Tom Clancy's Splinter Cell: Operation Barracuda by David MichaelsTom Clancy's Splinter Cell: Operation Barracuda by David Michaels

Tom Clancy's Splinter Cell: Operation Barracuda

byDavid Michaels

Mass Market Paperback | November 1, 2005

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As part of a top-secret initiative called Third Echelon, National Security Agency special operative Sam Fisher has been given license to spy, steal, destroy, and assassinate to protect America. And he does...
A little more than thirty years ago Tom Clancy was a Maryland insurance broker with a passion for naval history. Years before, he had been an English major at Baltimore’s Loyola College and had always dreamed of writing a novel. His first effort, The Hunt for Red October, sold briskly as a result of rave reviews, then catapulted onto t...
Title:Tom Clancy's Splinter Cell: Operation BarracudaFormat:Mass Market PaperbackDimensions:336 pages, 6.75 × 4.2 × 0.85 inPublished:November 1, 2005Publisher:Penguin Publishing GroupLanguage:English

The following ISBNs are associated with this title:

ISBN - 10:0425204227

ISBN - 13:9780425204221

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Rated 5 out of 5 by from Favourite Book This was the first novel I have ever read of the Splinter Cell series. I recommand this book to all the Splinter Cell fans out there.
Date published: 2008-01-29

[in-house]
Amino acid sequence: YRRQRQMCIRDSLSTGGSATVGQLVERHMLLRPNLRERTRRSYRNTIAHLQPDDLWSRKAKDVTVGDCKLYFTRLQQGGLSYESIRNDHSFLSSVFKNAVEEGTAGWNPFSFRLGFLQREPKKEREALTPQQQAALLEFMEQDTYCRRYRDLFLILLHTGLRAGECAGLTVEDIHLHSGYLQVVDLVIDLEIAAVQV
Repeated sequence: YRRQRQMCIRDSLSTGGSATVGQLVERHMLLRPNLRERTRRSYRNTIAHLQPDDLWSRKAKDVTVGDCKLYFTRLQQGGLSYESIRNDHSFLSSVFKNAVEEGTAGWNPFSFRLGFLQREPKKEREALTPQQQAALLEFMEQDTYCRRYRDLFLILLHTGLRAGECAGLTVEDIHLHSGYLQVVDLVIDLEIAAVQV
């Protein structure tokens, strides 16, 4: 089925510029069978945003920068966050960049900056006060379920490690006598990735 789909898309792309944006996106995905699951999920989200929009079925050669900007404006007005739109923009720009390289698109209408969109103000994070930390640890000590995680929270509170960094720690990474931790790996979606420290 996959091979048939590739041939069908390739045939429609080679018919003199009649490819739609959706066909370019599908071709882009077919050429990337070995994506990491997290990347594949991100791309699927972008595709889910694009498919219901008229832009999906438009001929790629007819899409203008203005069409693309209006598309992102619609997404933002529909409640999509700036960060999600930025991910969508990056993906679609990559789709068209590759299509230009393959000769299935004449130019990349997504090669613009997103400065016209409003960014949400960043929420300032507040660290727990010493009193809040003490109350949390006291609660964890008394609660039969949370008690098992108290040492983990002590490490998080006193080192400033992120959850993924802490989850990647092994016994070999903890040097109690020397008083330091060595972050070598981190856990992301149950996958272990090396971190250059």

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Table of ContentsTitle PageCopyright PageAcknowledgements Chapter 1Chapter 2Chapter 3Chapter 4Chapter 5Chapter 6Chapter 7Chapter 8Chapter 9Chapter 10Chapter 11Chapter 12Chapter 13Chapter 14Chapter 15Chapter 16Chapter 17Chapter 18Chapter 19Chapter 20Chapter 21Chapter 22Chapter 23Chapter 24Chapter 25Chapter 26Chapter 27Chapter 28Chapter 29Chapter 30Chapter 31Chapter 32Chapter 33Chapter 34Chapter 35Chapter 36Chapter 37Chapter 38Chapter 39Chapter 40THE BESTSELLING NOVELS OF TOM CLANCYTHE TEETH OF THE TIGERA new generation—Jack Ryan, Jr.—takes over in Tom Clancy’s extraordinary, and extraordinarily prescient, novel.“INCREDIBLY ADDICTIVE.” —Daily Mail (London)  RED RABBITTom Clancy returns to Jack Ryan’s early days— in an engrossing novel of global political drama . . .“A WILD, SATISFYING RIDE.” —New York Daily News  THE BEAR AND THE DRAGONA clash of world powers. President Jack Ryan’s trial by fire.“HEART-STOPPING ACTION . . . CLANCY STILL REIGNS.” —The Washington Post  RAINBOW SIXJohn Clark is used to doing the CIA’s dirty work. Now he’s taking on the world . . .“ACTION-PACKED.” —The New York Times Book Review  EXECUTIVE ORDERSA devastating terrorist act leaves Jack Ryan as President of the United States . . .“UNDOUBTEDLY CLANCY’S BEST YET.”—The Atlanta Journal-ConstitutionDEBT OF HONORIt begins with the murder of an American woman in the back streets of Tokyo. It ends in war . . .“A SHOCKER.” —Entertainment Weekly  THE HUNT FOR RED OCTOBERThe smash bestseller that launched Clancy’s career— the incredible search for a Soviet defector and the nuclear submarine he commands . . .“BREATHLESSLY EXCITING.” —The Washington Post  RED STORM RISINGThe ultimate scenario for World War III— the final battle for global control . . .“THE ULTIMATE WAR GAME . . . BRILLIANT.”—Newsweek  PATRIOT GAMESCIA analyst Jack Ryan stops an assassination— and incurs the wrath of Irish terrorists . . .“A HIGH PITCH OF EXCITEMENT.”—The Wall Street Journal  THE CARDINAL OF THE KREMLINThe superpowers race for the ultimate Star Wars missile defense system . . .“CARDINAL EXCITES, ILLUMINATES . . . A REAL PAGE-TURNER.” —Los Angeles Daily News  CLEAR AND PRESENT DANGERThe killing of three U.S. officials in Colombia ignites the American government’s explosive, and top secret, response . . .“A CRACKLING GOOD YARN.” —The Washington Post  THE SUM OF ALL FEARSThe disappearance of an Israeli nuclear weapon threatens the balance of power in the Middle East—and around the world . . .“CLANCY AT HIS BEST . . . NOT TO BE MISSED.”—The Dallas Morning News  WITHOUT REMORSEHis code name is Mr. Clark. And his work for the CIA is brilliant, cold-blooded, and efficient . . . but who is he really?“HIGHLY ENTERTAINING.” —The Wall Street JournalNovels by Tom ClancyTHE HUNT FOR RED OCTOBER RED STORM RISING PATRIOT GAMES THE CARDINAL OF THE KREMLIN CLEAR AND PRESENT DANGER THE SUM OF ALL FEARS WITHOUT REMORSE DEBT OF HONOR EXECUTIVE ORDERS RAINBOW SIX THE BEAR AND THE DRAGON RED RABBIT THE TEETH OF THE TIGER SSN: STRATEGIES OF SUBMARINE WARFARE   Nonfiction SUBMARINE: A GUIDED TOUR INSIDE A NUCLEAR WARSHIP ARMORED CAV: A GUIDED TOUR OF AN ARMORED CAVALRY REGIMENT FIGHTER WING: A GUIDED TOUR OF AN AIR FORCE COMBAT WING MARINE: A GUIDED TOUR OF A MARINE EXPEDITIONARY UNIT AIRBORNE: A GUIDED TOUR OF AN AIRBORNE TASK FORCE CARRIER: A GUIDED TOUR OF AN AIRCRAFT CARRIER SPECIAL FORCES: A GUIDED TOUR OF U.S. ARMY SPECIAL FORCES INTO THE STORM: A STUDY IN COMMAND (written with General Fred Franks, Jr., Ret.) EVERY MAN A TIGER (written with General Charles Horner, Ret.) SHADOW WARRIORS: INSIDE THE SPECIAL FORCES (written with General Carl Stiner, Ret., and Tony Koltz)  Created by Tom Clancy SPLINTER CELL SPLINTER CELL: OPERATION BARRACUDA  Created by Tom Clancy and Steve Pieczenik TOM CLANCY’S OP-CENTER TOM CLANCY’S OP-CENTER: MIRROR IMAGE TOM CLANCY’S OP-CENTER: GAMES OF STATE TOM CLANCY’S OP-CENTER: ACTS OF WAR TOM CLANCY’S OP-CENTER: BALANCE OF POWER TOM CLANCY’S OP-CENTER: STATE OF SIEGE TOM CLANCY’S OP-CENTER: DIVIDE AND CONQUER TOM CLANCY’S OP-CENTER: LINE OF CONTROL TOM CLANCY’S OP-CENTER: MISSION OF HONOR TOM CLANCY’S OP-CENTER: SEA OF FIRE TOM CLANCY’S OP-CENTER: CALL TO TREASON TOM CLANCY’S OP-CENTER: WAR OF EAGLES TOM CLANCY’S NET FORCE TOM CLANCY’S NET FORCE: HIDDEN AGENDAS TOM CLANCY’S NET FORCE: NIGHT MOVES TOM CLANCY’S NET FORCE: BREAKING POINT TOM CLANCY’S NET FORCE: POINT OF IMPACT TOM CLANCY’S NET FORCE: CYBERNATION TOM CLANCY’S NET FORCE: STATE OF WAR TOM CLANCY’S NET FORCE: CHANGING OF THE GUARD TOM CLANCY’S NET FORCE: SPRINGBOARD  Created by Tom Clancy and Martin Greenberg TOM CLANCY’S POWER PLAYS: POLITIKA TOM CLANCY’S POWER PLAYS: RUTHLESS.COM TOM CLANCY’S POWER PLAYS: SHADOW WATCH TOM CLANCY’S POWER PLAYS: BIO-STRIKE TOM CLANCY’S POWER PLAYS: COLD WAR TOM CLANCY’S POWER PLAYS: CUTTING EDGE TOM CLANCY’S POWER PLAYS: ZERO HOUR TOM CLANCY’S POWER PLAYS: WILD CARDTHE BERKLEY PUBLISHING GROUP Published by the Penguin Group Penguin Group (USA) Inc. 375 Hudson Street, New York, New York 10014, USA Penguin Group (Canada), 90 Eglinton Avenue East, Suite 700, Toronto, Ontario M4P 2Y3, Canada (a division of Pearson Penguin Canada Inc.) Penguin Books Ltd., 80 Strand, London WC2R 0RL, England Penguin Group Ireland, 25 St. Stephen’s Green, Dublin 2, Ireland (a division of Penguin Books Ltd.) Penguin Group (Australia), 250 Camberwell Road, Camberwell, Victoria 3124, Australia (a division of Pearson Australia Group Pty. Ltd.) Penguin Books India Pvt. Ltd., 11 Community Centre, Panchsheel Park, New Delhi—110 017, India Penguin Group (NZ), Cnr. Airborne and Rosedale Roads, Albany, Auckland 1310, New Zealand (a division of Pearson New Zealand Ltd.) Penguin Books (South Africa) (Pty.) Ltd., 24 Sturdee Avenue, Rosebank, Johannesburg 2196, South Africa Penguin Books Ltd., Registered Offices: 80 Strand, London WC2R 0RL, England This is a work of fiction. Names, characters, places, and incidents either are the product of the author’s imagination or are used fictitiously, and any resemblance to actual persons, living or dead, business establishments, events, or locales is entirely coincidental. The publisher does not have any control over and does not assume any responsibility for author or third-party websites or their content. TOM CLANCY’S SPLINTER CELL®: OPERATION BARRACUDAA Berkley Book / published by arrangement with Rubicon, Inc. PRINTING HISTORY Berkley edition / November 2005 Copyright © 2005 by Rubicon, Inc. All rights reserved. No part of this book may be reproduced, scanned, or distributed in any printed or electronic form without permission. Please do not participate in or encourage piracy of copyrighted materials in violation of the author’s rights. Purchase only authorized editions. For information, address: The Berkley Publishing Group, a division of Penguin Group (USA) Inc., 375 Hudson Street, New York, New York 10014. eISBN : 978-1-101-00373-2 BERKLEY® Berkley Books are published by The Berkley Publishing Group, a division of Penguin Group (USA) Inc., 375 Hudson Street, New York, New York 10014. BERKLEY is a registered trademark of Penguin Group (USA) Inc. The “B” design is a trademark belonging to Penguin Group (USA) Inc.   ACKNOWLEDGMENTSThe author and publisher wish to acknowledge the work of Raymond Benson, whose invaluable contribution to this novel is immeasurable. Many thanks go to Ubisoft Entertainment personnel Mathieu Ferland, Alexis Nolent, and Olivier Henriot for their cooperation and support, and to Vanessa Lorden for her help. Finally, a big thank-you each goes to James McMahon and Dr. Grace Stewart for their expertise.1THE OPSAT’s mechanical alarm wakes me at eleven o’clock sharp. Since I possess the ability to sleep soundly at the drop of a hat, anywhere, at any time, the OPSAT’s built-in prodder that nudges the pulse in my wrist comes in very handy. It’s silent and it doesn’t jolt me awake the way alarm clocks sometimes do.I hear the wind blowing outside the small tent. The weather forecast had warned of a winter storm before midnight and it appears to be just beginning. Terrific. The sub-zero weather outside my bivouac would have in normal circumstances turned me into a Popsicle hours ago had it not been for Third Echelon’s technological breakthrough in designing the skintight, superhero-like uniform that separates my very human body from the harsh elements. Not only does it protect me from extreme heat or cold but the threads of Kevlar woven into the fabric somewhat serve as bulletproof material. At long range, the stuff works pretty well. I don’t want to have the pleasure of testing its strength at short range, thank you very much.I crawl out of the tent, stand, and take a moment to survey the dark forest around me. Aside from the howling wind, I can’t hear a thing. Lambert had warned me that I might encounter wolves this far into the woods but I must have lucked out. If I were a wolf, I’d stay in my den and keep the hell out of this kind of weather. There sure won’t be any meals wandering about in minus ten degrees Fahrenheit. None except a two-legged mammal that happens to be heavily armed.I quickly roll up the tent. The unique camouflage makes it appear to be a snow-covered rock when it’s erected on the ground. One would have to examine it at close range to recognize it for what it really is. Again, a well-designed piece of equipment, courtesy of the National Security Agency. It’s ironic that only a handful of the personnel within the NSA know of the classified department called Third Echelon. I’m such an elite employee of the United States government that you could count on two hands the number of people who can define “Splinter Cell.” And to tell the truth, I couldn’t name all those people. Aside from my immediate supervisor, Colonel Irving Lambert, and the minuscule team working in the unremarkable, unmarked building that stands separate from the main NSA headquarters in Washington, D.C., I have no clue as to what senators or Cabinet members have heard of Third Echelon. I’m pretty sure the president knows about us, but even he would Protocol Six me if I were caught. That means I’d be disavowed—they would wash their hands of me and pretend I never existed.I pack the tent and lower my goggles. The night vision mode works remarkably well in a Ukrainian snowstorm. I may feel as if I’m in a scene from Doctor Zhivago but at least I’m not going to bump into any trees as I move forward.Obukhiv is five miles away to the south. I’m somewhere between that small village and Kyiv to the north, which is where I began my mission. We spell it “Kyiv” now instead of “Kiev” because it’s the English translation of the proper Ukrainian name for the city. Same goes for “Obukhiv,” which used to be “Obukhov.” The people made a concerted attempt to change all city names from Russian to Ukrainian since the nation became independent in 1991. I’m pretty sure the Russians will keep spelling them the old way.Moving through a free Ukraine is no problem these days so I had little trouble picking up my equipment from the American Embassy in Kyiv and obtaining an SUV to drive to Obukhiv. I laughed when I saw the thing—a 1996 Ford Explorer XL with 120,000 miles on it. But it runs okay. From the village I hiked into the woods earlier today and set up camp here in the cold forest. Third Echelon intelligence confirmed that the Shop’s third hangar for their stealth plane—which was destroyed a few months ago in Turkey—is located here in a clearing beyond the woods and is still in use. Satellite photos revealed that vehicles occasionally appear and men continue to go in and out of the structure. I already got rid of one of the three hangars, located in Azerbaijan near Baku. A special ops military force blew up the one that sat in Volovo, a tiny hamlet south of Moscow. Now I have the job of checking out the third one here to see what they’re up to. The Shop, a notorious arms-dealing network of Russian criminals, was left in disarray after the business in Cyprus last year. We seriously damaged their organization but the leaders are still at large. Much of our intelligence indicates the Shop picked up and moved headquarters out of Russia and went to the Far East, possibly the Philippines or Hong Kong. That remains to be seen. One of Third Echelon’s top priorities over the last several months has been to find the four so-called directors of the Shop and bring them to justice. Or kill them, whichever comes first.A Georgian named Andrei Zdrok is the main man. He’s number one on the “to do” list. The other directors consist of a Russian army general named Prokofiev—no relation to the composer, I don’t think; a former GDR prosecutor named Oskar Herzog; and another Russian—former KGB—by the name of Anton Antipov. If I can find any information pertaining to these guys’ whereabouts, I’ll have accomplished the mission and can go home.“I see you’re on the move, Sam.” It’s Colonel Lambert, speaking to me through the implants in my ears. They allow me to talk with the team back in Washington when the reception is good. I answer him by pushing on the one in my throat.“I’m approaching the compound now. What’s the satellite show?”“There’s no activity. You’re clear to infiltrate.”I move quietly through the woods, my boots inadvertently making squish sounds in the snow and ice. Can’t be helped. I seriously doubt there are any guards this deep in the forest. I’ll have to be more careful when I approach the hangar, though. And it appears to be just up ahead, where the trees begin to thin out.Crouching, I scan the field in front of me. A building that once served as an airplane hangar sits at the end of a runway. Whoever piloted the stealth plane had to be pretty adept—there isn’t much breathing space at the end before the trees become thick again. A smaller building adjoins the hangar—most likely offices and bunks for the guys working there. An electrified fence and gate surrounds the perimeter and an unpaved road—now covered by snow—runs through the forest from the facility to the highway leading out of Obukhiv. The No Trespassing and Keep Out signs have apparently done a good job keeping out the curious.Three Taiga snowmobiles sit parked outside the compound. I see a lone guard in front of the door, smoking a cigarette. Damn. If I’m going to deactivate the fence, someone inside is going to know about it.Wait. Someone’s coming down the road. I see approaching headlights through the trees and hear the sound of vehicles.“You’ve got company, Sam,” Lambert says. “Looks like a motorcycle, or maybe a snowmobile, and a car. Came out of nowhere.”“Yeah, I see ’em.”I quickly move through the brush to the edge of the gate and lie flat in the snow. Most of the time my uniform is black but since it’s custom-made for a Russian or Ukrainian winter, this model is completely white and thus blends in well with the natural surroundings. In a moment I’ll unzip it, peel it off, and reveal the darker uniform for when I need to lose myself in the shadows.The hum of the electrified fence suddenly ceases. They’ve turned it off from the inside and the gate begins to open automatically.Another Taiga snowmobile, driven by a lone rider, sails past me and goes through the open gate. A few seconds later, a black Mercedes follows. I make sure no other vehicles are lagging behind and then I roll my body through the gate as it starts to close. I lie still and peer around to make sure I wasn’t seen. So far, so good. Now’s the time to play chameleon and dispose of my white outer-suit.After stuffing the garment into my backpack, I get up and creep closer, staying to the shadows. Positioning myself behind a boarded-up water well, I watch the newcomers as they stop their vehicles in front of the small building. The guard I saw earlier goes over to the hangar and unlocks the door. He swings it open and the guy on the snowmobile guides his ride inside. After a moment, he walks out and the first guard closes the hangar door—but doesn’t lock it. The Mercedes’ driver keeps the motor running as four men get out of the car. One of them appears to be a Russian army general. I change the lenses in my trident goggles, focus on the men, and positively identify the officer as General Stefan Prokofiev. One of the other guys looks like Oskar Herzog, but if it’s him he’s grown a silly beard. The third guy I don’t recognize. He’s smaller than the others and has long, flowing black hair. Looks kind of like Rasputin. The fourth man is another soldier, probably just a bodyguard for the general. I quickly snap some photos with my OPSAT and beam them to Washington via satellite uplink with encrypted burst transmission.The door to the main building opens and I see two men standing just beyond the threshold. They wave to the four-some as the men walk inside. Hands are shaken and then the door slams shut.The driver gets out of the car and greets the snowmobile rider. They speak in Russian, probably talking about the weather. The guard offers the rider a cigarette and they walk around the building. As soon as they’re out of sight, I run toward the hangar—roughly twenty meters—and peek inside the door. Where an airplane once rested, the place is now full of crates, snowmobiles, and a couple of cars. Nothing else of interest. I then reach into the backpack and grab one of the nifty homing beacons that Third Echelon created for me. It looks like a hockey puck, only smaller. It’s magnetized and is activated by a twist of the top. I quickly move back outside to the Mercedes, crouch behind it, and place the device on the underside. There is a soft clink as the magnet meets metal. I push a button on my OPSAT to make sure it’s receiving the signal.Okay, let’s get inside the building now. I try the knob but it’s locked. So I knock and whistle loudly. My Russian isn’t great but it’ll do for short innocuous phrases in case I need to converse with someone.I hear footsteps and the sound of the guard unlocking the door. It swings open and I reach for him, pull him outside, and give him a head bonk he won’t forget. The sharp edge of my goggles slices his nose a bit but he’ll live. I drag his unconscious form around to the side of the hangar and hide him behind a generator attached to the building. I then hurry back to the front door, turn off the night vision, and step inside.The corridor is empty but I can hear angry voices in a room down the hallway. There’s a washroom next to it, so I go in there and shut the door. I open a pouch on my leg and remove a microphone with a suction cup attached to it. I lick the cup and stick it on the wall, then adjust my OPSAT to pick up the signal. Through my headset I can now hear what they’re saying. The Russian is difficult to pick up but I can understand some of it. For good measure I start recording it just as Carly St. John, Third Echelon’s acting technical director, speaks through the implants.“I’ll try to give you a rough translation as we go, Sam,” she says, “then later we can do the whole thing.”Either the general or Herzog is doing most of the talking. He’s giving the two men from the building a royal chewing out.“It’s something about ‘failure to do this and failure to do that,’ ” Carly says. “And ‘a security breach.’ They’re ‘closing down the facility.’ ”One of the men protests and sounds very frightened. Apparently he’s about to lose more than just his job.BLAM! BLAM! The two gunshots startle me. They’re followed by the sound of two bodies hitting the floor. I hear the general or Herzog mutter something and then the four newcomers leave the room. They march down the hall, past the washroom, and exit the building. The place is dead silent.I open the washroom door and look into the hallway. Empty. I quickly move to the killing room and sure enough, the two men who had greeted the general and his entourage are lying in pools of blood. I snap some photos and then move toward the front door. I gently crack it open and peer outside. The general is barking orders into a radio as the four men get inside the Mercedes. The driver has returned with his snowmobile rider pal.“You’ve got more company, Sam,” Lambert says. “Three vehicles approaching. Better get out of there now.”He’s right—I see more headlights coming through the gate at the other side of the compound. Military vehicles. Two trucks and a tank! I feel my heartbeat increase as the trucks pull in front of the building as the Mercedes takes off. At least eight armed soldiers—Russian, not Ukrainian—jump out of the vehicles and rush toward the front door—exactly where I’m standing.Well, hell. I turn and run to the back of the building, past the killing room and into a space where several cots are set up—obviously the living quarters for the men who no longer work here. There’s a grille covering a ventilation shaft high on the wall. As I hear the soldiers enter the building and stomp along the corridor, I climb on one of the cots, pull off the grille, and climb inside. But I’m too late. One of the soldiers enters the room and sees my feet disappear into the shaft. He shouts loudly for others to join him. A deafening gunshot blasts part of the wall away behind me.I snake along the shaft as fast as I can. Luckily I come to a junction just as the soldier points his pistol inside the shaft to fire at me. The shaft turns upward here so I leap above the gunfire and begin the climb to the roof. The soldier doesn’t follow me. I’m sure he figures they can catch me when I emerge at the top.The grille on the roof doesn’t come off easily. I’m forced to draw my Five-seveN and shoot the corners of the damned thing. I holster my gun and then give the grille a good pounding with my gloved fist and it finally loosens. I pull myself up and out onto the snow-caked roof. The gunfire commences immediately, the rounds zipping inches over my head. The angle isn’t great for the soldiers so I’m at an advantage as long as I lie low. I reach into another trouser pocket and retrieve an emergency flare. It’s not much but hopefully it will be bright enough to blind the soldiers temporarily. I aim it to the sky and set it off. The flare bursts over the compound, violently brightening the darkness. The gunfire ceases momentarily. I rise and scramble across the roof to the other side, near the hangar. It’s not a big jump—I leap off the roof and land in a snow-bank. I drop, roll, and come up unharmed. But right in front of me is the snowmobile rider. He’s halfway in the process of drawing a Makarov when I deliver a Krav Maga ax kick to his chest. This propels him backward and he drops the pistol. I move forward and give him another kick in the groin, which makes him completely docile. I kneel beside him, search his pockets, and find the keys to the snowmobile.“Thanks,” I say in Russian. “I’ll return it. Someday.”